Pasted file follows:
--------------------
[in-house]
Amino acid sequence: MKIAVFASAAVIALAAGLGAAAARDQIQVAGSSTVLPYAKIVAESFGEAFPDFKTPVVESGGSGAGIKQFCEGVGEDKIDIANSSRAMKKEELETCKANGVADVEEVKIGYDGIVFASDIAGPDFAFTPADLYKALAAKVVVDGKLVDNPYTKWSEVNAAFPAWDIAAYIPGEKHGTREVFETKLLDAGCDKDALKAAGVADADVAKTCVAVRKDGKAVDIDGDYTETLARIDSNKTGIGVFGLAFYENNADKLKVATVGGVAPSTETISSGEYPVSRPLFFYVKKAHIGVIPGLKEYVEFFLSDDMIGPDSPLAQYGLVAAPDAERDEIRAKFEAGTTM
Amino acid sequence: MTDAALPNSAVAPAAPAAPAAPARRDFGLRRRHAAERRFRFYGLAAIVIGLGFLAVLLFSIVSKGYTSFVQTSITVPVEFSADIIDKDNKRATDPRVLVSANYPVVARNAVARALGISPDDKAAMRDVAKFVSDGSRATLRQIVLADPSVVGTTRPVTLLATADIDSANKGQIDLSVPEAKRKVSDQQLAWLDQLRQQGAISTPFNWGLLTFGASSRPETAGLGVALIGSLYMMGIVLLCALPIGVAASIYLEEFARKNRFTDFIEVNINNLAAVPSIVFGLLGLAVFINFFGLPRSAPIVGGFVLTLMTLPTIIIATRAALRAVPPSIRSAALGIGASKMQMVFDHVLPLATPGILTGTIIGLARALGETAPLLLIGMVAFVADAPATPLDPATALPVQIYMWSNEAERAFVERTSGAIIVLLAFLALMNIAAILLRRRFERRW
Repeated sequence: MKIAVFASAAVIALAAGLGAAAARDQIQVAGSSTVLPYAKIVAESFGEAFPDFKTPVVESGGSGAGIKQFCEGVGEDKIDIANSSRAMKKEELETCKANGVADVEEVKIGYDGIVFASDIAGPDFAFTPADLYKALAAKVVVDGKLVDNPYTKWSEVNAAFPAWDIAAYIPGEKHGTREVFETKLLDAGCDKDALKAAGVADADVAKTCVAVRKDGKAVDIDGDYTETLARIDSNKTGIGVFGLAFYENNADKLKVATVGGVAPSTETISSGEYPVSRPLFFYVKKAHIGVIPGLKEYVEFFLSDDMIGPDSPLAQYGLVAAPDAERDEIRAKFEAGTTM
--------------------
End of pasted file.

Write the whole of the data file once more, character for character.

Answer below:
[in-house]
Amino acid sequence: MKIAVFASAAVIALAAGLGAAAARDQIQVAGSSTVLPYAKIVAESFGEAFPDFKTPVVESGGSGAGIKQFCEGVGEDKIDIANSSRAMKKEELETCKANGVADVEEVKIGYDGIVFASDIAGPDFAFTPADLYKALAAKVVVDGKLVDNPYTKWSEVNAAFPAWDIAAYIPGEKHGTREVFETKLLDAGCDKDALKAAGVADADVAKTCVAVRKDGKAVDIDGDYTETLARIDSNKTGIGVFGLAFYENNADKLKVATVGGVAPSTETISSGEYPVSRPLFFYVKKAHIGVIPGLKEYVEFFLSDDMIGPDSPLAQYGLVAAPDAERDEIRAKFEAGTTM
Amino acid sequence: MTDAALPNSAVAPAAPAAPAAPARRDFGLRRRHAAERRFRFYGLAAIVIGLGFLAVLLFSIVSKGYTSFVQTSITVPVEFSADIIDKDNKRATDPRVLVSANYPVVARNAVARALGISPDDKAAMRDVAKFVSDGSRATLRQIVLADPSVVGTTRPVTLLATADIDSANKGQIDLSVPEAKRKVSDQQLAWLDQLRQQGAISTPFNWGLLTFGASSRPETAGLGVALIGSLYMMGIVLLCALPIGVAASIYLEEFARKNRFTDFIEVNINNLAAVPSIVFGLLGLAVFINFFGLPRSAPIVGGFVLTLMTLPTIIIATRAALRAVPPSIRSAALGIGASKMQMVFDHVLPLATPGILTGTIIGLARALGETAPLLLIGMVAFVADAPATPLDPATALPVQIYMWSNEAERAFVERTSGAIIVLLAFLALMNIAAILLRRRFERRW
Repeated sequence: MKIAVFASAAVIALAAGLGAAAARDQIQVAGSSTVLPYAKIVAESFGEAFPDFKTPVVESGGSGAGIKQFCEGVGEDKIDIANSSRAMKKEELETCKANGVADVEEVKIGYDGIVFASDIAGPDFAFTPADLYKALAAKVVVDGKLVDNPYTKWSEVNAAFPAWDIAAYIPGEKHGTREVFETKLLDAGCDKDALKAAGVADADVAKTCVAVRKDGKAVDIDGDYTETLARIDSNKTGIGVFGLAFYENNADKLKVATVGGVAPSTETISSGEYPVSRPLFFYVKKAHIGVIPGLKEYVEFFLSDDMIGPDSPLAQYGLVAAPDAERDEIRAKFEAGTTM